Update: I’ve edited the top of the post. This top is more interesting than yesterday’s. More interesting = better.
That wacky Republican Party – is there nothing it can’t get wrong? Just the other night, we had Rick Perry all-but starting a war with Turkey, and lord knows the rest of them are itching for one with Iran. Why not be morons about Israel/Palestine too?
It’s been awhile since I blogged about my other country, and as Israel/Palestine is one of my very few clearly-defined beats, as it were, that’s a little odd. It was my intention to remedy that today, but what wound up happening is that I’ve been catching up on a lot of reading. You’ll find a wee round-up of links/my analysis below — starting with the news that the Republican National Committee has officially endorsed a foreign relations policy that is not only contrary to that of America’s elected government, but contrary to its own past Administrations.
- GOP Officially Endorses One-State Solution and More on the RNC Call for One State – My fellow blogger Mitchell Plitnick broke a somewhat startling story today: After years of bi-partisan American support for a two-state solution to the Israeli-Palestinian conflict, the Republican National Committee has officially endorsed what amounts to the Israeli annexation of the West Bank — a one-state solution. Of course, in a very real way, this enormous policy change (no less a Republican than George W. Bush was the first American President to make public reference to a “Palestinian state”) is actually a better reflection of the US government’s decades-long de facto policy: Sitting idly by as Israel all but enacts the one-state solution on its own, through the rapid expansion of settlements and Israeli-only roads, which serve to chop the territory up in a fashion intended to preclude the possibility of establishing a Palestinian state on West Bank lands. So… points for honesty?
- The necessary elimination of Israeli democracy – Amos Shocken, publisher of HaAretz, Israel’s paper of record, ran this opinion piece nearly two months ago, but I am just now seeing it, and it’s really, really powerful, getting to the heart of the matter of the relationship between Israel’s governments and justice system and the religious settler movement with surgical precision. Calling the religious settlers’ strategy one of “territorial seizure and apartheid,” he writes “the fact that the government is effectively a tool of Gush Emunim [the religious settler movement] is apparent to everyone who has dealings with the settlers,” going on to say that because of American (both Jewish and non-) support for Gush Emunim’s ideology, “it is not easy, and may be impossible, for an American president to adopt an activist policy against Israeli apartheid.” He goes into the fact that any kind of “rule of law” is subservient in this worldview to a perceived Divine Law to which the state’s laws must be bent, and concludes: “Beyond the question of whether Jewish morality and the Jewish experience allow such circumstances to exist, it is clear that this is a flagrantly unstable and even dangerous situation.”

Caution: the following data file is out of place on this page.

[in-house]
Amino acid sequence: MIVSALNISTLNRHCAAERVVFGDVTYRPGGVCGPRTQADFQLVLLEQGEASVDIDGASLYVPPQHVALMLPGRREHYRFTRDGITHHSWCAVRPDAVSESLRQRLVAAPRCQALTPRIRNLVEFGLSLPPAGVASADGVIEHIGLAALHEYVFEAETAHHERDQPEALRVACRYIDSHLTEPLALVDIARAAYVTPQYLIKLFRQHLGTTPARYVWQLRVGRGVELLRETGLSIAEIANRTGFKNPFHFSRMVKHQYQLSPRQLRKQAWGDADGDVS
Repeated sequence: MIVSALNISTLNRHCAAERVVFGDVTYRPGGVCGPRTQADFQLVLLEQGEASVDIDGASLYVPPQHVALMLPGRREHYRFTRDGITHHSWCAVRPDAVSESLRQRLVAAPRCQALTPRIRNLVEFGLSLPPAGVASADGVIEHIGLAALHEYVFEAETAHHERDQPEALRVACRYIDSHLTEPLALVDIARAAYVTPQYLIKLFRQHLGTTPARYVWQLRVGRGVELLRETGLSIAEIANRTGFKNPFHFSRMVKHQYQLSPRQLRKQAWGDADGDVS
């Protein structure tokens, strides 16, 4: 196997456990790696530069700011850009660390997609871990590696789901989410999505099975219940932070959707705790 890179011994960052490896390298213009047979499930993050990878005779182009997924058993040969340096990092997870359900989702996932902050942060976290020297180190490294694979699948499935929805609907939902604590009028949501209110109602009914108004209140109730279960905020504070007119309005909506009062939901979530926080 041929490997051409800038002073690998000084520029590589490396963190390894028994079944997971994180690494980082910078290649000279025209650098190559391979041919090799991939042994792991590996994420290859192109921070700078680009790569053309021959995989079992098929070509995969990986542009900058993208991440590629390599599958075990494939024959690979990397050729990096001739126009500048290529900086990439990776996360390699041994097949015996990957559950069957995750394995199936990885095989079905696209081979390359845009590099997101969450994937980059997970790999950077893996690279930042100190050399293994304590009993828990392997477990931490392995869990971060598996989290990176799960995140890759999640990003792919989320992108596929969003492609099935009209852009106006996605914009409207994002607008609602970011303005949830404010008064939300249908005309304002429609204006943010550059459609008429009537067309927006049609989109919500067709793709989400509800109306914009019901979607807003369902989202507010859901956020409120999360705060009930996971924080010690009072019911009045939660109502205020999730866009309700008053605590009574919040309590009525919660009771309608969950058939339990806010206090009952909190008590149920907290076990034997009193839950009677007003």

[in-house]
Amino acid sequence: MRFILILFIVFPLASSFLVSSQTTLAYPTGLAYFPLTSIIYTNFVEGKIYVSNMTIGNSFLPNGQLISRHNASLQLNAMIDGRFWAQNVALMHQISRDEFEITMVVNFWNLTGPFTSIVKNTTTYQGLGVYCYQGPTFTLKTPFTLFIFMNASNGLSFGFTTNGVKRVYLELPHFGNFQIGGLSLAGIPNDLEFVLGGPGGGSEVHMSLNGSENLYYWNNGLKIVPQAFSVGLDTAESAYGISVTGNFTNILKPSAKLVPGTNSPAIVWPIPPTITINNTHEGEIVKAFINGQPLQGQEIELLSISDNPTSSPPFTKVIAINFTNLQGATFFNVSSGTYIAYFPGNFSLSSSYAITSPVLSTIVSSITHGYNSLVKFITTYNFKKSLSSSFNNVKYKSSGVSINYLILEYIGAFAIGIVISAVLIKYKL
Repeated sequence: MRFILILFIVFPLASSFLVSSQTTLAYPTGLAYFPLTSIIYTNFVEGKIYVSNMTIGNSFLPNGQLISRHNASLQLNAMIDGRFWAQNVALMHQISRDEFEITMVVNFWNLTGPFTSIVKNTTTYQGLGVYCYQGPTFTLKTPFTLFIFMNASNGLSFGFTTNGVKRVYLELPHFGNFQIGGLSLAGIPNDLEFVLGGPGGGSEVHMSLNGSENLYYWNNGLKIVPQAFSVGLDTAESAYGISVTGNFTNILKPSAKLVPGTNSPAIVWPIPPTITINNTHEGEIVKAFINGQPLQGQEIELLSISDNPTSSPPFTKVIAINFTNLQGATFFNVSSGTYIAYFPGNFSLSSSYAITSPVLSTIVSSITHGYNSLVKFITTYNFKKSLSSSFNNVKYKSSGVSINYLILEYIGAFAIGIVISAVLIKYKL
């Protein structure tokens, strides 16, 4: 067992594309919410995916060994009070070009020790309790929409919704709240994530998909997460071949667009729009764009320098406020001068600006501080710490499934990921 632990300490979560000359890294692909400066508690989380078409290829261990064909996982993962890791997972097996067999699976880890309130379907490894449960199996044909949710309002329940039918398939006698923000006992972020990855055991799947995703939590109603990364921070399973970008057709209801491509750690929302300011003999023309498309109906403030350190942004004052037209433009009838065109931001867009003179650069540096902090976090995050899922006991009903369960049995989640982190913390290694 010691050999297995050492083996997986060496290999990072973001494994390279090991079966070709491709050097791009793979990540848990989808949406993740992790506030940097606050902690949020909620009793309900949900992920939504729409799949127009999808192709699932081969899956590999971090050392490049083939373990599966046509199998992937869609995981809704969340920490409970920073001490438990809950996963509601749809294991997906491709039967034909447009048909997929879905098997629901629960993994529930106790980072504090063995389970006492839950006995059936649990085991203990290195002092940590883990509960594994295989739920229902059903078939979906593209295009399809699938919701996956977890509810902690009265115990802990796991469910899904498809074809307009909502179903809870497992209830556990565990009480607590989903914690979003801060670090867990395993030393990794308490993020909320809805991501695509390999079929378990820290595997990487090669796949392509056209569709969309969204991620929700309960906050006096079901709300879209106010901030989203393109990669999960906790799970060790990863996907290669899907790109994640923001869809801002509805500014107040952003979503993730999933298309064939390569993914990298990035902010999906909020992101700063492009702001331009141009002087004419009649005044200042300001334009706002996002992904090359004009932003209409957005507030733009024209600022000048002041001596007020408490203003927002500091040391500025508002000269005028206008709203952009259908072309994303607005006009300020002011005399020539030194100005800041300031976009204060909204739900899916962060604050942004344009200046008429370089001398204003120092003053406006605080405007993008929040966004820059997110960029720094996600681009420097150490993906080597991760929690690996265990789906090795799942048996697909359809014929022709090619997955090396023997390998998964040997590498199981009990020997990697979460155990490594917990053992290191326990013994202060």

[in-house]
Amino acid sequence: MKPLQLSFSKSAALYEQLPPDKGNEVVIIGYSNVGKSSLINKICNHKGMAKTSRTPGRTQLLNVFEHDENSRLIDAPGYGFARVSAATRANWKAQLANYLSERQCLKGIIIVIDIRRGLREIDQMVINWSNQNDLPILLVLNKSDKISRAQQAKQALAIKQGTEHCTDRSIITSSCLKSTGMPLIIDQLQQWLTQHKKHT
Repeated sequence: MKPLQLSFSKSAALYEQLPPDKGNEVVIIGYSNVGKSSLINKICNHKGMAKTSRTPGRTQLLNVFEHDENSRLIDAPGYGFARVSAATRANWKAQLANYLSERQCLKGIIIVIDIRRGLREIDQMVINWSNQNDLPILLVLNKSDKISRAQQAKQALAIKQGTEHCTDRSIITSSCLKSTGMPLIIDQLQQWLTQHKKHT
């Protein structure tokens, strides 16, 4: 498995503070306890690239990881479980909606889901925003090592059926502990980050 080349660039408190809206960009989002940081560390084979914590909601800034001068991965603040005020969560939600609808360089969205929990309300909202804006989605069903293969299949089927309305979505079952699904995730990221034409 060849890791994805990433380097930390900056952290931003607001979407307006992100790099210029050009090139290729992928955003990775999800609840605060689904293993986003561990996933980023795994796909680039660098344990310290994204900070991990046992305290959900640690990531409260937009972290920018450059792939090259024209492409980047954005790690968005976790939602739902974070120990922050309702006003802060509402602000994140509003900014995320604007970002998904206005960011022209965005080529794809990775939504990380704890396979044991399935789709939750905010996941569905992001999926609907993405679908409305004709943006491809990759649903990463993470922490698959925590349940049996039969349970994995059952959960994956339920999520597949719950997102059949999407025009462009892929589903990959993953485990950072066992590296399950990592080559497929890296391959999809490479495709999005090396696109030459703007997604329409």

- Keeping Fingers Crossed for Assad – A truly excellent piece, also in HaAretz, looking at the horrors of the situation in Syria, the courage of the people there, and Israel’s utter failure to grapple with the circumstances in a way that either demonstrates compassion, or takes into consideration Israel’s own long-term interests. “We must admit,” author Aner Shalev writes, “this is the Syrian people’s finest hour. It is not our finest hour.”
- UN Report: Palestinian civilian casualties up by 30% in 2011, compared to 2010. I confess, that’s not the actual name of the report, nor have I read all, or even most, of its 144 pages. But that figure leapt out at me when someone mentioned it online — it’s on the first page of the executive summary, which goes on to say “[In 2011] Israeli authorities continued to impose a blockade on Gaza, amounting to collective punishment of the population and affecting every aspect of life in the Gaza Strip. Livelihoods remained severely constrained by policies that restricted access to the areas with the most viable agricultural and fishing prospects. Restrictions on the movement of goods and people into Gaza have created chronic problems in health services, education and wash, sanitation and hygiene facilities.” And so on and so on and so on.
- The Oslo Syndrome – Once again by Mitchell Plitnick, this piece gets to the heart of much of what was wrong with the original Oslo negotiating process, and why it has collapsed in on itself over the past two decades, starting with “the disparity of power between Israel and the Palestinians, due to the fact that Israel is not only a regional superpower, but has a ‘special relationship’ with the ostensible broker of a peace agreement that is also the world’s leading military power,” going on to say “the problem is quite simply that Israel does not have sufficient incentive to end its occupation,” and “the settlement system in general is much more intertwined with the larger Israeli economy than most people realize” (a point I addressed a little bit here — you’ll find a few facts and figures in the paragraph toward the end that starts “But frankly…”). Mitchell concludes that if we are to build a new framework within which to negotiate peace, we’ll have to first recognize what’s been so terribly wrong with the Oslo approach.
I have more catching up to do, but I think 800 words of summaries of other people’s work is enough for now! Hopefully I’ll have a few of my own thoughts before too long.